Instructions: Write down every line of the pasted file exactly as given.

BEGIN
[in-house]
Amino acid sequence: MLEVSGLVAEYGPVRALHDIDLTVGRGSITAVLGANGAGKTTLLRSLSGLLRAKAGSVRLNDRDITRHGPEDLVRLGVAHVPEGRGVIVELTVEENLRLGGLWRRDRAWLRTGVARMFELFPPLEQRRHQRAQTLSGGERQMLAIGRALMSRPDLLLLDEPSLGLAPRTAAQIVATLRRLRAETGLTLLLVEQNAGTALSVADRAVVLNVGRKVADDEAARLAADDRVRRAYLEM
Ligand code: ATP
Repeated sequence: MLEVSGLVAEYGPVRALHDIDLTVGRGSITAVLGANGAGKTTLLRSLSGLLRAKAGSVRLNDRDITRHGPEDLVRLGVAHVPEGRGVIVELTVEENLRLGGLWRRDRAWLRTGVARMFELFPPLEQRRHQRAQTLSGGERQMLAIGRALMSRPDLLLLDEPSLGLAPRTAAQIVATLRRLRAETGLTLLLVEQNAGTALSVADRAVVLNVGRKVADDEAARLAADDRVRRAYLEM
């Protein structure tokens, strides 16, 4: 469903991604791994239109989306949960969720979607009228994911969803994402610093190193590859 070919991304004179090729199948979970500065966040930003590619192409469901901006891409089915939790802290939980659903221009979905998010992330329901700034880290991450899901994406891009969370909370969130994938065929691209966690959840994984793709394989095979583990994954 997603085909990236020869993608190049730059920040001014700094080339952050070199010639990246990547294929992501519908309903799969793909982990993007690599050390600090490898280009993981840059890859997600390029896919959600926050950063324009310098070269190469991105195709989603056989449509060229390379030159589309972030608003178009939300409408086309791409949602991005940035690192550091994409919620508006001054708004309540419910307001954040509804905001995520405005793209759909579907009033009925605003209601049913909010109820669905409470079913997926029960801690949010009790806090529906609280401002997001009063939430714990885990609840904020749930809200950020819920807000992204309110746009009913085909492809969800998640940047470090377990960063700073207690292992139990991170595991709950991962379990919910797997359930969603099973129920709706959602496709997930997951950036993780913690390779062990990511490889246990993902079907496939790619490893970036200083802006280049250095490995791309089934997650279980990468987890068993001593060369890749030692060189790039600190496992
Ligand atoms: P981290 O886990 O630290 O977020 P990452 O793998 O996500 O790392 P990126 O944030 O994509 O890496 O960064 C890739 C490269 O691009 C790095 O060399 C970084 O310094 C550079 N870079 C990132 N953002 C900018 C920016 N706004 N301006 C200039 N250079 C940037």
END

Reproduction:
[in-house]
Amino acid sequence: MLEVSGLVAEYGPVRALHDIDLTVGRGSITAVLGANGAGKTTLLRSLSGLLRAKAGSVRLNDRDITRHGPEDLVRLGVAHVPEGRGVIVELTVEENLRLGGLWRRDRAWLRTGVARMFELFPPLEQRRHQRAQTLSGGERQMLAIGRALMSRPDLLLLDEPSLGLAPRTAAQIVATLRRLRAETGLTLLLVEQNAGTALSVADRAVVLNVGRKVADDEAARLAADDRVRRAYLEM
Ligand code: ATP
Repeated sequence: MLEVSGLVAEYGPVRALHDIDLTVGRGSITAVLGANGAGKTTLLRSLSGLLRAKAGSVRLNDRDITRHGPEDLVRLGVAHVPEGRGVIVELTVEENLRLGGLWRRDRAWLRTGVARMFELFPPLEQRRHQRAQTLSGGERQMLAIGRALMSRPDLLLLDEPSLGLAPRTAAQIVATLRRLRAETGLTLLLVEQNAGTALSVADRAVVLNVGRKVADDEAARLAADDRVRRAYLEM
């Protein structure tokens, strides 16, 4: 469903991604791994239109989306949960969720979607009228994911969803994402610093190193590859 070919991304004179090729199948979970500065966040930003590619192409469901901006891409089915939790802290939980659903221009979905998010992330329901700034880290991450899901994406891009969370909370969130994938065929691209966690959840994984793709394989095979583990994954 997603085909990236020869993608190049730059920040001014700094080339952050070199010639990246990547294929992501519908309903799969793909982990993007690599050390600090490898280009993981840059890859997600390029896919959600926050950063324009310098070269190469991105195709989603056989449509060229390379030159589309972030608003178009939300409408086309791409949602991005940035690192550091994409919620508006001054708004309540419910307001954040509804905001995520405005793209759909579907009033009925605003209601049913909010109820669905409470079913997926029960801690949010009790806090529906609280401002997001009063939430714990885990609840904020749930809200950020819920807000992204309110746009009913085909492809969800998640940047470090377990960063700073207690292992139990991170595991709950991962379990919910797997359930969603099973129920709706959602496709997930997951950036993780913690390779062990990511490889246990993902079907496939790619490893970036200083802006280049250095490995791309089934997650279980990468987890068993001593060369890749030692060189790039600190496992
Ligand atoms: P981290 O886990 O630290 O977020 P990452 O793998 O996500 O790392 P990126 O944030 O994509 O890496 O960064 C890739 C490269 O691009 C790095 O060399 C970084 O310094 C550079 N870079 C990132 N953002 C900018 C920016 N706004 N301006 C200039 N250079 C940037």